Creamery Covered Bridge: National Register!

“The Creamery Covered Bridge is a historic covered bridge in West Brattleboro, Vermont. Now closed to traffic, the Town lattice truss bridge formerly carried Guilford Road across Whetstone Brook, just south of Vermont Route 9. Built in 1879, it is Brattleboro’s last surviving 19th-century covered bridge. The Creamery Covered Bridge is about 1.5 miles (2.4Continue reading “Creamery Covered Bridge: National Register!”

Frog Hollow Stone Mill: National Register!

From SAH Archipedia: “…Farther along Mill Street, the four-story Old Stone Mill stands in essentially its 1840 form, rebuilt as a woolen mill on the foundations of John Warren’s 1813 cotton mill. Its simple stone mass epitomizes early mill and warehouse construction in the region, used for village mills, warehouses on Lake Champlain (AD40), andContinue reading “Frog Hollow Stone Mill: National Register!”

Sam Spade Covered Bridge & Old-Time ADVERTISEMENTS!!

“Plug” tobacco is another word for chewing tobacco. In a tin of modern chewing tobacco, the user pulls out the size they want with their fingers. With a plug, the user cuts the size they want. The Burlington Clothing Co. was located at 118 Church Street on the corner of Church and College Streets inContinue reading “Sam Spade Covered Bridge & Old-Time ADVERTISEMENTS!!”

Jaynes Covered Bridge: National Register!

“The Jaynes Covered Bridge is a historic covered bridge, carrying Codding Hollow Road across the North Branch Lamoille River in Waterville, Vermont. Built in 1877, it is one of three 19th-century covered bridges in the town, and one of five to span the North Branch Lamoille in a five-mile span. It was listed on theContinue reading “Jaynes Covered Bridge: National Register!”

Mill Covered Bridge: National Register of Historic Places!

“The Mill Covered Bridge is a wooden covered bridge that crosses the North Branch Lamoille River on Back Road in Belvidere, Vermont. Built about 1890, it is one of two surviving covered bridges in the rural community. It was listed on the National Register of Historic Places in 1974.[1] The Mill Covered Bridge stands inContinue reading “Mill Covered Bridge: National Register of Historic Places!”

Cambridge Junction Rail Trail Park

Cambridge Rail Era History I Marker Inscription: The 1900’s Railway Heyday: The town continued to grow. By 1905 there were over a dozen dwellings new where you stand today. Many still exist, including the old school house, which has been converted into a home. Roscoe Fuller ran the store, a livery and a farm. WilleyContinue reading “Cambridge Junction Rail Trail Park”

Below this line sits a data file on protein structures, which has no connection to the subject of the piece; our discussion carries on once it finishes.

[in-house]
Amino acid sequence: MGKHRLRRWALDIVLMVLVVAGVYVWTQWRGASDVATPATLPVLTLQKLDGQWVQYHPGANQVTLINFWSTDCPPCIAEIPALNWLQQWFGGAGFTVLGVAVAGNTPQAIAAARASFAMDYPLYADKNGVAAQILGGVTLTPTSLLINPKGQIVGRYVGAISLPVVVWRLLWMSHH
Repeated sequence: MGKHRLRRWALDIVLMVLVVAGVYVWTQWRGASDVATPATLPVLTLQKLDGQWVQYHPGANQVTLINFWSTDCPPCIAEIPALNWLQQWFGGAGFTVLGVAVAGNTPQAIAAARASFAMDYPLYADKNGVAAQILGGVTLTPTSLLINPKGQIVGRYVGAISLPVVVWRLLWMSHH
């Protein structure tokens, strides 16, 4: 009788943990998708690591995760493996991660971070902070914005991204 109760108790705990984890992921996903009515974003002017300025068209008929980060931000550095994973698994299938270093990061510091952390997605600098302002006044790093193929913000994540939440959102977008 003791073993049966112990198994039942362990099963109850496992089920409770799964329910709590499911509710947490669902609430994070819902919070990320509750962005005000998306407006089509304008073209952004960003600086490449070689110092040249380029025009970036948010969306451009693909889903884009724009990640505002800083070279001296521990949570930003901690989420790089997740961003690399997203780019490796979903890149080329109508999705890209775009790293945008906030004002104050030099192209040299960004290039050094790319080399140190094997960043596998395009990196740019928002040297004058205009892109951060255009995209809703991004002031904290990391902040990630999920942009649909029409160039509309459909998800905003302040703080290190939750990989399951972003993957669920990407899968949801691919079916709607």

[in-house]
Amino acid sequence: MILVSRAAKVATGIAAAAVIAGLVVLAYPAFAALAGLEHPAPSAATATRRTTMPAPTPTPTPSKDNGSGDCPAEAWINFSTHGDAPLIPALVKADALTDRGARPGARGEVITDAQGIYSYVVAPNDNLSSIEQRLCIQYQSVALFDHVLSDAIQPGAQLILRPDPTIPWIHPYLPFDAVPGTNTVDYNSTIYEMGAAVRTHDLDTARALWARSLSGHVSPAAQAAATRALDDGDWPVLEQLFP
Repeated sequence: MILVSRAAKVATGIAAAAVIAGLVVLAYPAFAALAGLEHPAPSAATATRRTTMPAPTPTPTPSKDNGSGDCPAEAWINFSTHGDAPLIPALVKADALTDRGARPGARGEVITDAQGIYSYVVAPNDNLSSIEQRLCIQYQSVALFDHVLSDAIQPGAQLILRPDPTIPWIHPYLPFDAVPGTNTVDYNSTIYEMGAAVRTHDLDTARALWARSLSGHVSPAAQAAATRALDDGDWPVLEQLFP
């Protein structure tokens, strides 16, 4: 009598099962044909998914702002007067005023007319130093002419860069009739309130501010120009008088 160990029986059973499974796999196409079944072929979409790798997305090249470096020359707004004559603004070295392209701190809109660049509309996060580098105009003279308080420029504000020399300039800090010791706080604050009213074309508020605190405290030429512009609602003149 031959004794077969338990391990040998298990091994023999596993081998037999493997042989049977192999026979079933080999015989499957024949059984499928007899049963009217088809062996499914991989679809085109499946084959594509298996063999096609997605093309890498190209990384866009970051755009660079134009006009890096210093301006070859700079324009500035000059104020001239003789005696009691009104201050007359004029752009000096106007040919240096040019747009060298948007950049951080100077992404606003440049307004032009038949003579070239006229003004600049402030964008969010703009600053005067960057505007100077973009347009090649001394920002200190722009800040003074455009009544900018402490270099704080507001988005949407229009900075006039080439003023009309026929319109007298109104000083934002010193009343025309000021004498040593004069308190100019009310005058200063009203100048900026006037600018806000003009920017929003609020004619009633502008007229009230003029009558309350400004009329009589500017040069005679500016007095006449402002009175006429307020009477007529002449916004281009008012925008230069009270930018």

Swanton War Memorial

“In memory of the soldiers from Swanton, who laid down their lives in the civil war of 1861, the town, in accordance with the decision of a large majority of voters in town-meeting assembled, have erected a beautiful monument at a cost of about $2,000. The original appropriation was $1,500, and Hon. William H. Blake,Continue reading “Swanton War Memorial”

Woodbury Town Hall: National Register!

From the National Park Service: “The Woodbury Town Hall was one of the earliest town hall buildings built in Vermont specifically for this purpose. Built in 1842, it was constructed in a vernacular Greek Revival style, typical for town halls from this period. It is an important and well-preserved example of a small Vermont governmentContinue reading “Woodbury Town Hall: National Register!”

Worcester Village School: National Register of Historic Places!

I absolutely love the fact that the Worcester Historical Society occupies the building! From the Worcester Historical Society’s website: “The purpose of the Worcester, Vermont Historical Society is to conserve the unique story of Worcester’s past through education, preservation, restoration, and interpretation for the benefit of our posterity. The Society’s resources, collections, and archives willContinue reading “Worcester Village School: National Register of Historic Places!”

Old White Meeting House, aka “Granny’s Attic”

“Memories of the South Hero Meeting House By Teresa Robinson (President South Hero Bicentennial Museum) In 2013 when Paige Brownell was in fourth grade at Folsom School, her social studies class took a field trip down to the Old White Meeting House. Paige felt inspired to research more about the old church when she andContinue reading “Old White Meeting House, aka “Granny’s Attic””

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